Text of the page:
The events of the Vendee war of 1793-1796 are deeply studied in French historiography, but they are still the subject of serious not only scientific, but also ideological disputes for French historians. The word "Vendee" itself eventually became a household name, becoming a symbol of opposition to the French revolution. Vendee did not end in the XVIII century, and the region lives on the events of that war to this day, so the famous French historians, a major specialist in the history of Vendee J.-K. Martin calls the war in Vendee "endless". In the course of the "Hundred days" there was a "second edition" of the Vendee. The July revolution of 1830 and the rise to power of king Louis-Philippe d'Orleans again turned Vendee into a stake in the political game. The unsuccessful and, by and large, doomed to failure of the Vendee uprising of 1832 (or the fifth Vendee war may 24-June 12, 1832), went down in history and acquired a romantic flair in large part because of the participation of the Duchess Mary-Caroline of Berry, which is dedicated to this essay. The article analyzes the personality of Mary-Caroline of Berry, briefly traces the course of the revolt in Vendee in 1832. and the results are made about the reasons for his defeat.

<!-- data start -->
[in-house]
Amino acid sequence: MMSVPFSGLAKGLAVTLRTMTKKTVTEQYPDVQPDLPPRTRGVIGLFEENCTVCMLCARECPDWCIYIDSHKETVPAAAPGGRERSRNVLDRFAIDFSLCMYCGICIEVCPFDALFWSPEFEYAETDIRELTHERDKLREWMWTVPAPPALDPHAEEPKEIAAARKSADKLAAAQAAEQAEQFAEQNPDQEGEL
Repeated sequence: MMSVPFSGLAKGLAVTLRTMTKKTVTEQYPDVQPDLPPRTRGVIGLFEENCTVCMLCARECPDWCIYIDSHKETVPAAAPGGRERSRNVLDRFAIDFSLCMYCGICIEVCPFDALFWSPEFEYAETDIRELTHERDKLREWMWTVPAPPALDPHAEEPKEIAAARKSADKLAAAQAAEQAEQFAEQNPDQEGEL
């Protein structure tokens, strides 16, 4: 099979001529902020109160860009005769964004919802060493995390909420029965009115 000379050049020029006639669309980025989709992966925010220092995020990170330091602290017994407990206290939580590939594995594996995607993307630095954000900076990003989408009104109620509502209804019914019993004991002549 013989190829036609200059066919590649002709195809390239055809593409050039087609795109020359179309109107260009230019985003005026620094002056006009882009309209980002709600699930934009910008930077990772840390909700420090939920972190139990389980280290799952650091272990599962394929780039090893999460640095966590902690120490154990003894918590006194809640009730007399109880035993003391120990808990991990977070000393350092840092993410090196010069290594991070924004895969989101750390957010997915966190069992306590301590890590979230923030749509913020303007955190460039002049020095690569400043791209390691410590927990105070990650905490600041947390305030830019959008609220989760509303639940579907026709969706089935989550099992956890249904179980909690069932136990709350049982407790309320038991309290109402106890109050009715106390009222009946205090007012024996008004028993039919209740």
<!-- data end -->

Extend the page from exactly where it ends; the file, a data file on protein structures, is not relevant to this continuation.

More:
Research for this article was funded with the support of project № 14.Z50.31.0045 from the Ministry of Education and Science of the Russian Federation.